Thursday, July 5, 2012

Two Books on Stress Management

I decided to do a joint post for two books since they are both on the same topic and cover, more or less, the same information.

Stress Pandemic: The Lifestyle Solution by Paul Huljich
Released: July 31, 2012
MWella Publishing
288 pages
Buy here.
Rating: 4/5

In this book, Huljich describes his own problems with serious stress that eventually led to his having a severe mental breakdown.  After rejecting doctors' prognoses of a lifetime dependence on prescription medication to deal with this issues, Huljich took matters into his own hands and devised nine (seemingly) simple steps to reducing stress.

The first three steps involve seriously shifting one's mindset by recognizing stress is a legitimate problem in one's life, making the conscious decision to do the work necessary to reduce that stress, letting go of harmful coping strategies, and putting an end to doing things that one does not have the sufficient time or desire to do.  The next four steps are more action oriented and include performing affirmations, getting adequate exercise, eating right, and getting enough sleep.  The final two steps are the maintenance steps; they involve watching one's thinking patterns to stay positive on the journey toward reduced stress and staying in the present, as well as recognizing that implementing all nine steps at once is a process and should be taken slowly and with allowance for minor setbacks.  Each step gets its own chapter, and at the end of each chapter is a short list of self-assessment questions that give readers a chance to think about how they do or can implement each step as part of a stress-free lifestyle.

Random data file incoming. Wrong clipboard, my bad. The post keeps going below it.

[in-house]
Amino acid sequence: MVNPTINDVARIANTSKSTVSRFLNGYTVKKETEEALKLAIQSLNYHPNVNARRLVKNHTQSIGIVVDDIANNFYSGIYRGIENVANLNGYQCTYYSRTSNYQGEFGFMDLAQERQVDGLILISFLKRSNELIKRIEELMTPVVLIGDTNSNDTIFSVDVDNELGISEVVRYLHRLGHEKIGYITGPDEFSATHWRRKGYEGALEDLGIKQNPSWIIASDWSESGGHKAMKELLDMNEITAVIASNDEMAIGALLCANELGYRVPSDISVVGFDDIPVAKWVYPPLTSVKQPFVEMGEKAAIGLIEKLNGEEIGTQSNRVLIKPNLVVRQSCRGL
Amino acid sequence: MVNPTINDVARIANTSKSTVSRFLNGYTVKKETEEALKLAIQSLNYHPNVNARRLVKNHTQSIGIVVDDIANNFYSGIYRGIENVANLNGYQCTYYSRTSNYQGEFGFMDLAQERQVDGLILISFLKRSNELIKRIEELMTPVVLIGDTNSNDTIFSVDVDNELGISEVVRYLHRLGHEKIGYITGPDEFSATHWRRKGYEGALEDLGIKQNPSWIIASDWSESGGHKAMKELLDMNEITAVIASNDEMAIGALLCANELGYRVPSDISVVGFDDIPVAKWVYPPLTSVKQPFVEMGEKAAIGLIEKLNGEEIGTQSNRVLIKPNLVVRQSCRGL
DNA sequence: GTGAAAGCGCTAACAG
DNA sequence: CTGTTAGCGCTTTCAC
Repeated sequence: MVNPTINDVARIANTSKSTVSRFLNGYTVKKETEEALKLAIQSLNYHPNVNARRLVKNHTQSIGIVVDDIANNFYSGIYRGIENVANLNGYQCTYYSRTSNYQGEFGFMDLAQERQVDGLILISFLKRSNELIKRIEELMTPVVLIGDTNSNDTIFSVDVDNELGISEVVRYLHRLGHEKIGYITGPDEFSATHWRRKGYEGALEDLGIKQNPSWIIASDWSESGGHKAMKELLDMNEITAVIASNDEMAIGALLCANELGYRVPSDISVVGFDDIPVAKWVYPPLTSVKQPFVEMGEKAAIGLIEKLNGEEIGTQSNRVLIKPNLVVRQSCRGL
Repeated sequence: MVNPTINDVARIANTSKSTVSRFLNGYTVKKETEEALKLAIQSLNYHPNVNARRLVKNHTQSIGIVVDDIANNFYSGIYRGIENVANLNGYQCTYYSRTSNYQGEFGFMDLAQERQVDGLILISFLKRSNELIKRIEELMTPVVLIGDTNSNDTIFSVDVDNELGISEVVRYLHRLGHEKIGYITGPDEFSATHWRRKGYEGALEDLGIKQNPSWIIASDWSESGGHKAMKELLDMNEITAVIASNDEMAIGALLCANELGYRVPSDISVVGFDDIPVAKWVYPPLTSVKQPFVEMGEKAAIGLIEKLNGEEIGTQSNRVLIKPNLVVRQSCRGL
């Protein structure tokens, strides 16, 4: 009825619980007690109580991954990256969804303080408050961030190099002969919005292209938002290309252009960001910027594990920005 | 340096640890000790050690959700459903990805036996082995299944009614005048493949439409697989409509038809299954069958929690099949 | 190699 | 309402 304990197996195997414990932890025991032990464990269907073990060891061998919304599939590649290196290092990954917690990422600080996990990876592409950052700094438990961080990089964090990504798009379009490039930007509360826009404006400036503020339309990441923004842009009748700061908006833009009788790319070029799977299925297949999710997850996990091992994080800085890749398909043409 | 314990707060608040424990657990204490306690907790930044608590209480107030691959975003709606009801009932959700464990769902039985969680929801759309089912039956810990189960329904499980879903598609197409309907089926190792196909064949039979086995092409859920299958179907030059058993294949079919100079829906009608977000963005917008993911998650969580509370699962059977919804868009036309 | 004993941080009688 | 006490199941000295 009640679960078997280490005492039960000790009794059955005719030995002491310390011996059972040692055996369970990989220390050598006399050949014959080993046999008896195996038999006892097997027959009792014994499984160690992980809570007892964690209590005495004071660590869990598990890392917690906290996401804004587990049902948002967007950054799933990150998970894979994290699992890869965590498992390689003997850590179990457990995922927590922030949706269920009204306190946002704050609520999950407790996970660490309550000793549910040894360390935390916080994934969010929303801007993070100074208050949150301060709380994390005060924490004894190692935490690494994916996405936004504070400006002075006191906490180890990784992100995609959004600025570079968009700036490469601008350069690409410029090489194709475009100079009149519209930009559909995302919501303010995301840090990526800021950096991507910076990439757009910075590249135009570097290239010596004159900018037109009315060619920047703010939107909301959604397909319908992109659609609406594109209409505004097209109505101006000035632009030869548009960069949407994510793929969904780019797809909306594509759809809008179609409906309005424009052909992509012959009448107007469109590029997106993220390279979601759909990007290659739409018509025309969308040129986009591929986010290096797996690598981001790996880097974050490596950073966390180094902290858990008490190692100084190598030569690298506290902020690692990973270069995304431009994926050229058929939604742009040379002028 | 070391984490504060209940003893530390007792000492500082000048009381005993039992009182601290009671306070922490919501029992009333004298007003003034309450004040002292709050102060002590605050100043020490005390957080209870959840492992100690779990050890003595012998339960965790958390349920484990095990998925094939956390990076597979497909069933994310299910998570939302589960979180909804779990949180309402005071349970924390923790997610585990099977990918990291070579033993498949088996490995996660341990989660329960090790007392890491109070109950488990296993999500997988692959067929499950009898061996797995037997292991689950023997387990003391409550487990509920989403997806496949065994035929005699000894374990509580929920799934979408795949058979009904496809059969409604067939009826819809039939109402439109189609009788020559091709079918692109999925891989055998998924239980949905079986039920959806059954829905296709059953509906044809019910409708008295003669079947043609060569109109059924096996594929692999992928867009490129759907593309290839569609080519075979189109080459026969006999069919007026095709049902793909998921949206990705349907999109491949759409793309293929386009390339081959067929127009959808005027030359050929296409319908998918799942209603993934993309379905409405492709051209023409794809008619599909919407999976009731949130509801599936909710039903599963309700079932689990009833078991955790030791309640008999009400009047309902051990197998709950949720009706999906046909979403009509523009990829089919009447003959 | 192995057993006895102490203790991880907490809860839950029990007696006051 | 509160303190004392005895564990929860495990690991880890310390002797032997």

The Stress Less Workbook by Jonathan S. Abramowitz, PhD
Released: August 1, 2012
Guilford Press
292 pages
Buy here.
Rating: 4.5/5

Abramowitz takes a less personal, more clinical approach to stress management in his book, and also provides a slightly more complete process to dealing with stress.  The first part of the book is full of various assessments for readers to complete as they go through the book.  Abramowitz first provides assessments on current stress: typical stress levels, symptoms of stress, causes of stress, consequences (good and bad) of stress, and basic stress management techniques.  These are all designed to help readers orient themselves in their experiences with stress before moving on to actually dealing with that stress.  The second part of the book shifts to practical steps to dealing with stress.  The major points of focus are improving communication, learning how to manage one's time, changing a variety of thinking patterns, relaxation techniques, and tips to improve overall health (diet, exercise, sleep, etc.).  The third part addresses maintenance and stress management beyond the scope of the book itself, and it focuses on dealing with stress related to work and school, family, and major life crises.

Personally, I found this book to be of more immediate use than Huljich's.  Abramowitz includes tons of helpful assessments, questions, worksheets, anecdotes, examples, and suggestions throughout.  I found it to be a bit more engaging and easier to immediately implement the strategies suggested.  However, that's not to say that Huljich's book is any less useful, given one's personal preferences.  Huljich's material is a bit more straightforward and less dense; many readers, then, may prefer it over Abramowitz's.  Huljich's nine steps are all included to a degree in Abramowitz, but Abramowitz elaborates on many more topics.  For someone looking to get an initial grip on their stress, it may be easier to focus on Huljich's nine stripped down steps than to work through all of Abramowitz's material at once.

In the end, I think the two books could be used together because they offer up much of the same helpful information, but they do it in very different ways that complement each other well.

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